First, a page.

La Chine was the starting-point, and the combined parties, in all twenty- four men with seven canoes, embarked on the Lake of St. Louis. With them were two other canoes, bearing the party of Senecas who had wintered at La Salle’s settlement, and who were now to act as guides. They fought their way upward against the perilous rapids of the St. Lawrence, then scarcely known to the voyager, threaded the romantic channels of the Thousand Islands, and issued on Lake Ontario. Thirty days of toil and exposure had told upon them so severely that not a man of the party, except the Indians, had escaped the attacks of disease in some form.

Their guides led them directly to the great village of the Senecas, near the banks of the Genesee, flattering them with the hope that they would here find other guides, to conduct them to the Ohio; and, in truth, the Senecas had among them a prisoner of one of the western tribes, who would have answered their purpose. The chiefs met in council: but La Salle had not yet mastered the language sufficiently to serve as spokesman; and a Dutch interpreter, brought by the priests, could not explain himself in French. The Jesuit Fremin was stationed at the village, and his servant came to their aid: but, as the two priests thought, wilfully misinterpreted them; and they also conceived the suspicion, perhaps uncharitable, that the Jesuits, jealous of their enterprise, had tampered with the Senecas, to thwart it. Be this as it may, the Indians proved impracticable, evaded their request for a guide, burned before their eyes the unfortunate western prisoner, and assured them that if they went to the Ohio the people of those parts would put them to death. As there were many among the Senecas who wished to kill them in revenge for the chief murdered near Montreal, and as these and others were at times in a frenzy of drunkenness with brandy brought from Albany, the position of the French was very hazardous. They remained, however, for a month; still clinging to the hope of obtaining guides. At length, an Indian from a village called Ganastogué, a kind of Iroquois colony at the head of Lake Ontario, offered to conduct them thither, assuring them that they would find what they sought. They left the Seneca town; coasted the south shore of the lake; passed the mouth of the Niagara, where they heard the distant roar of the cataract; and, five days after, reached Ganastogué. The inhabitants proved friendly, and La Salle received the welcome present of a Shawnee prisoner, who told them that the Ohio could he reached in six weeks, and that he would guide them to it. Delighted at this good fortune, they were about to set out; when they heard, to their astonishment, of the arrival of two other Frenchmen at a neighboring village. One of the strangers proved to be a man destined to hold a conspicuous place in the history of western discovery. This was Louis Joliet, a young man of about the age of La Salle. Like him, he had studied for the priesthood; but the world and the wilderness had conquered his early inclinations, and changed him to an active and adventurous fur-trader.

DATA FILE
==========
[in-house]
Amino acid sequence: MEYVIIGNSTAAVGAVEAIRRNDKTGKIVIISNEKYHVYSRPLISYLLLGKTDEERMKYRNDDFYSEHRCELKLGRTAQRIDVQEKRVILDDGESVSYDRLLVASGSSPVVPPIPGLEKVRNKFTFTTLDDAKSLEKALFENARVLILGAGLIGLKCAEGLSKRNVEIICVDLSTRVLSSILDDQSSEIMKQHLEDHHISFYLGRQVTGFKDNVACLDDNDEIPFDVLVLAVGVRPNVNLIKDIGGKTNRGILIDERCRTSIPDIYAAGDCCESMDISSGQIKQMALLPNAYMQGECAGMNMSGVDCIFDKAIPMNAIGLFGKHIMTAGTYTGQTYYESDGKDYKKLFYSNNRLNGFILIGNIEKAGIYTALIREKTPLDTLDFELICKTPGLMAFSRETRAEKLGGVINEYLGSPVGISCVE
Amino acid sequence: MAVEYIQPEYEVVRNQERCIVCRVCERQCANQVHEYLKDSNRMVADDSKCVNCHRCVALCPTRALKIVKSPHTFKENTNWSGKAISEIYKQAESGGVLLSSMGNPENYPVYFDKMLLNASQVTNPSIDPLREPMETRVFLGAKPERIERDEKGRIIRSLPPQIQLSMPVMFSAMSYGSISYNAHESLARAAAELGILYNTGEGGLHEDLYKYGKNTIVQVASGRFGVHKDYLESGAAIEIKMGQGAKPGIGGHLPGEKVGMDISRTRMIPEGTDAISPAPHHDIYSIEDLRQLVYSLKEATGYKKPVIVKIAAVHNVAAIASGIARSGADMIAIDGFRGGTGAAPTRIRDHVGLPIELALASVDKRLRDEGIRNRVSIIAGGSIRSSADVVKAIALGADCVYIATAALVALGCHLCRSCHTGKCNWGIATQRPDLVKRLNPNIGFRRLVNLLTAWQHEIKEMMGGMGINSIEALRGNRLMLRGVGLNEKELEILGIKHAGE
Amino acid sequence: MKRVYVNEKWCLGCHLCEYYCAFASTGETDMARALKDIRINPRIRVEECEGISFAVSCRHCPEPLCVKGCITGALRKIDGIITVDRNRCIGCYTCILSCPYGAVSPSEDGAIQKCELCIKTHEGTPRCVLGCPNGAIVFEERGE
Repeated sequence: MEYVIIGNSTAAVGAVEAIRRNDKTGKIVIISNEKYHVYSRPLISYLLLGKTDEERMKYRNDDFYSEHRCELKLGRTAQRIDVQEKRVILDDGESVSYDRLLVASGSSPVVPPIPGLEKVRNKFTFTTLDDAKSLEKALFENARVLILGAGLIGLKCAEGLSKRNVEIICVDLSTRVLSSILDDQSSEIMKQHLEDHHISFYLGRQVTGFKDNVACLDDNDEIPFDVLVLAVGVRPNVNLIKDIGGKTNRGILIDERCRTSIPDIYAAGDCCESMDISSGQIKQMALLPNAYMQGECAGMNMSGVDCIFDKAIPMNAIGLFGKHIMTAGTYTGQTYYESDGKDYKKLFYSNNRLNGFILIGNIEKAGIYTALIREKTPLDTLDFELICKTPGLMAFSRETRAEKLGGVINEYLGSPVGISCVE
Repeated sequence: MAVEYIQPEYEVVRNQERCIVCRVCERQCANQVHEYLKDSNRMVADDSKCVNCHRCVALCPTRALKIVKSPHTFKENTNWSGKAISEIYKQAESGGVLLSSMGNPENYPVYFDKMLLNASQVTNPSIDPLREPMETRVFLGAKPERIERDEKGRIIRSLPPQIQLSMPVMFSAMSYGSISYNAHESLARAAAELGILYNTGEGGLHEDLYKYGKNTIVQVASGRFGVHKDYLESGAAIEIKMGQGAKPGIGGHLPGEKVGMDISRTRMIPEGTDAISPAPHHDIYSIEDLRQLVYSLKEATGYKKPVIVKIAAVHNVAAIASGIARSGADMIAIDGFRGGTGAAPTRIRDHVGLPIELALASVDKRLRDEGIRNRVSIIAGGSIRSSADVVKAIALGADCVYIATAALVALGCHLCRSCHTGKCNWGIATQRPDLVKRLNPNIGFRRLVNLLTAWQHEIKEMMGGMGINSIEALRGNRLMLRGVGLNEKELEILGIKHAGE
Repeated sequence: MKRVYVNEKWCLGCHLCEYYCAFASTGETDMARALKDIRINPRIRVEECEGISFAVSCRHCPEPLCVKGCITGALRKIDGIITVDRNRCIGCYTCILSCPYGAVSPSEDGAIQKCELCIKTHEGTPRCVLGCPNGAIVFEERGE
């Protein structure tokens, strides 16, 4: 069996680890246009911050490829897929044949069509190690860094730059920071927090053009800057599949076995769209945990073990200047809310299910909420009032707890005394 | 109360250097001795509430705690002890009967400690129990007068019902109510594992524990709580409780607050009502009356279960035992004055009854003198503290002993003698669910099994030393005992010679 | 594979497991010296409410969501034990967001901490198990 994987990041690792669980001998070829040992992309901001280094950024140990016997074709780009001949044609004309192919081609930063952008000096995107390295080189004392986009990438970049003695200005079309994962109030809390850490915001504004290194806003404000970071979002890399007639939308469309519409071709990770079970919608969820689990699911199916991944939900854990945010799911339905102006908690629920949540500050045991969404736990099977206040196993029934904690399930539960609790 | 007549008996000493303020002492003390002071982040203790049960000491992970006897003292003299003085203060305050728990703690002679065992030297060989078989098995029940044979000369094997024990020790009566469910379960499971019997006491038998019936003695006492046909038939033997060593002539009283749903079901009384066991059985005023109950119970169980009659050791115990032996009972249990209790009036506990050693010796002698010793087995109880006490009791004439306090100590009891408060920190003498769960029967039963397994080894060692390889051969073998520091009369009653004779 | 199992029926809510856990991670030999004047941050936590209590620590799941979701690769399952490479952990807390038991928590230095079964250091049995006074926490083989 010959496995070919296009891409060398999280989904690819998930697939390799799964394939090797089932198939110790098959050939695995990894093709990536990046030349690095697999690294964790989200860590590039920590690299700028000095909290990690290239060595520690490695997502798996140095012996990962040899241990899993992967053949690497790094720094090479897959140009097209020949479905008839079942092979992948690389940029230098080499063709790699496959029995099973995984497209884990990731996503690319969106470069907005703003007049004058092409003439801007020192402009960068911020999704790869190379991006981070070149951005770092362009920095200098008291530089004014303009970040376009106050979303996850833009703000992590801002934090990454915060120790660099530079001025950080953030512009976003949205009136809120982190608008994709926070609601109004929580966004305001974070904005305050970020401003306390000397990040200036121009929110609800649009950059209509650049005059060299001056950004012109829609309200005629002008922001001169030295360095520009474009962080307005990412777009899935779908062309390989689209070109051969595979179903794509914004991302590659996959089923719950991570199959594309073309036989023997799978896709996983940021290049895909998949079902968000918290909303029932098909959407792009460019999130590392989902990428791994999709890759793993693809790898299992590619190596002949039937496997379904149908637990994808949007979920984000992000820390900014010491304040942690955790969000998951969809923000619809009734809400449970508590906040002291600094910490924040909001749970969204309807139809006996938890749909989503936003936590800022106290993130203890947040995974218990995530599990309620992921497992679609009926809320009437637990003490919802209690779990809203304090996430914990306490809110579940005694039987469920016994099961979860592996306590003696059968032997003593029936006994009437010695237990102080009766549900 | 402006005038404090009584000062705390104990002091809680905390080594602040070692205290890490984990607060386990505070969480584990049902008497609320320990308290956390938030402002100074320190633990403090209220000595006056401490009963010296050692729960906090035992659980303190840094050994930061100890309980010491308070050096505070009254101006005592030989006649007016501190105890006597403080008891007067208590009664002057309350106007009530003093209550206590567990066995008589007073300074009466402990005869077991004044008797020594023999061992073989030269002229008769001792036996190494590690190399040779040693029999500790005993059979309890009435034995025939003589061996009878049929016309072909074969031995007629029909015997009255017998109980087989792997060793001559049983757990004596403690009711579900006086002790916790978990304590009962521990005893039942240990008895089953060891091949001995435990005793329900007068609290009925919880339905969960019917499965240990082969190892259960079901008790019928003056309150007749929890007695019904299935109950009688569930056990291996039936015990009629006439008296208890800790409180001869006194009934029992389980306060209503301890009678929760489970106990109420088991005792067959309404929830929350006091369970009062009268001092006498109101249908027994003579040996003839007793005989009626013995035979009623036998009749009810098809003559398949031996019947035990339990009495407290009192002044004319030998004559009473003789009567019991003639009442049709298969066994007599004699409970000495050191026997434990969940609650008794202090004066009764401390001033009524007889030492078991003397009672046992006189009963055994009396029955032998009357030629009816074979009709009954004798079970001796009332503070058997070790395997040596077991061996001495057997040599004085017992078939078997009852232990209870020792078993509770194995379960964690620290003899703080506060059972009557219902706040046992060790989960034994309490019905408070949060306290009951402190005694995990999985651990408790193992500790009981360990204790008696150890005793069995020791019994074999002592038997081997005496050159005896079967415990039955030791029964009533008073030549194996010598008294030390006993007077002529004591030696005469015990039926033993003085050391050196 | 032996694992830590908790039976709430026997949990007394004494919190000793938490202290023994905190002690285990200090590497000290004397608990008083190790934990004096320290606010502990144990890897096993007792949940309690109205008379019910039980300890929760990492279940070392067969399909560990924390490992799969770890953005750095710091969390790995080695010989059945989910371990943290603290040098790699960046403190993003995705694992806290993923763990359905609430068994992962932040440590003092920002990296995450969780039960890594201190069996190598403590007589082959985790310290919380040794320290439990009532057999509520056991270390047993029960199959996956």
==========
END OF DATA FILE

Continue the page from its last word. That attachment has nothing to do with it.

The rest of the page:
Talon had sent him to discover and explore the copper-mines of Lake Superior. He had failed in the attempt, and was now returning. His Indian guide, afraid of passing the Niagara portage lest he should meet enemies, had led him from Lake Erie, by way of Grand River, towards the head of Lake Ontario; and thus it was that he met La Salle and the Sulpitians.

This meeting caused a change of plan. Joliet showed the priests a map which he had made, of such parts of the Upper Lakes as he had visited, and gave them a copy of it; telling them, at the same time, of the Pottawattamies, and other tribes of that region, in grievous need of spiritual succor. The result was a determination on their part to follow the route which he suggested, notwithstanding the remonstrances of La Salle, who in vain reminded them that the Jesuits had pre-occupied the field, and would regard them as intruders. They resolved that the Pottawattamies should no longer sit in darkness; while, as for the Mississippi, it could be reached, as they conceived, with less risk by this northern route than by that of the south.